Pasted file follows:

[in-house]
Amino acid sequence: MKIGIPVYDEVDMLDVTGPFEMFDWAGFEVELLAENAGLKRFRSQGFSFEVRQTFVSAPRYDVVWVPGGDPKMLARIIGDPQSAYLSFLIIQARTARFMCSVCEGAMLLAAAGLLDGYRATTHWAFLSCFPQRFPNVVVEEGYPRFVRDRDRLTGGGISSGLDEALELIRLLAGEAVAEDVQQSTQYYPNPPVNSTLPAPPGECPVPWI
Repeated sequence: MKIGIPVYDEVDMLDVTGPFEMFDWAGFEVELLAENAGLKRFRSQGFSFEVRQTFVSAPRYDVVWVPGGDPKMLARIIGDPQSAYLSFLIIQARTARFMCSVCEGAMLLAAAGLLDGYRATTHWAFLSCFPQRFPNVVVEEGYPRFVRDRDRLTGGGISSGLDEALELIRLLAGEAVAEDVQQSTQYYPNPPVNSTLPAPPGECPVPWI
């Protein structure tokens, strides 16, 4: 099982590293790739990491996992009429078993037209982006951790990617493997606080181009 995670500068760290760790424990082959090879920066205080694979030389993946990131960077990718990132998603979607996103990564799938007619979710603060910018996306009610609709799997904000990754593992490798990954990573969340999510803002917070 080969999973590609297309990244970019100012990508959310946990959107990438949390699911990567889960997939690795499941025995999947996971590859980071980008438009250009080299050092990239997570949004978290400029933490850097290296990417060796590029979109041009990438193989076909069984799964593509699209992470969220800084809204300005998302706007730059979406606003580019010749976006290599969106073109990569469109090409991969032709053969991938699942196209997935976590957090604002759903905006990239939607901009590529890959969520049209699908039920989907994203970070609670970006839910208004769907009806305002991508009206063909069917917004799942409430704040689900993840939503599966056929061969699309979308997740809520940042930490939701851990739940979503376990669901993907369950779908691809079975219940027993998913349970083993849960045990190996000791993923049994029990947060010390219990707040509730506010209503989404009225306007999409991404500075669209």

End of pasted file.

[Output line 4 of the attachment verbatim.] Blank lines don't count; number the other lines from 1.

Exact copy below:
């Protein structure tokens, strides 16, 4: 099982590293790739990491996992009429078993037209982006951790990617493997606080181009 995670500068760290760790424990082959090879920066205080694979030389993946990131960077990718990132998603979607996103990564799938007619979710603060910018996306009610609709799997904000990754593992490798990954990573969340999510803002917070 080969999973590609297309990244970019100012990508959310946990959107990438949390699911990567889960997939690795499941025995999947996971590859980071980008438009250009080299050092990239997570949004978290400029933490850097290296990417060796590029979109041009990438193989076909069984799964593509699209992470969220800084809204300005998302706007730059979406606003580019010749976006290599969106073109990569469109090409991969032709053969991938699942196209997935976590957090604002759903905006990239939607901009590529890959969520049209699908039920989907994203970070609670970006839910208004769907009806305002991508009206063909069917917004799942409430704040689900993840939503599966056929061969699309979308997740809520940042930490939701851990739940979503376990669901993907369950779908691809079975219940027993998913349970083993849960045990190996000791993923049994029990947060010390219990707040509730506010209503989404009225306007999409991404500075669209």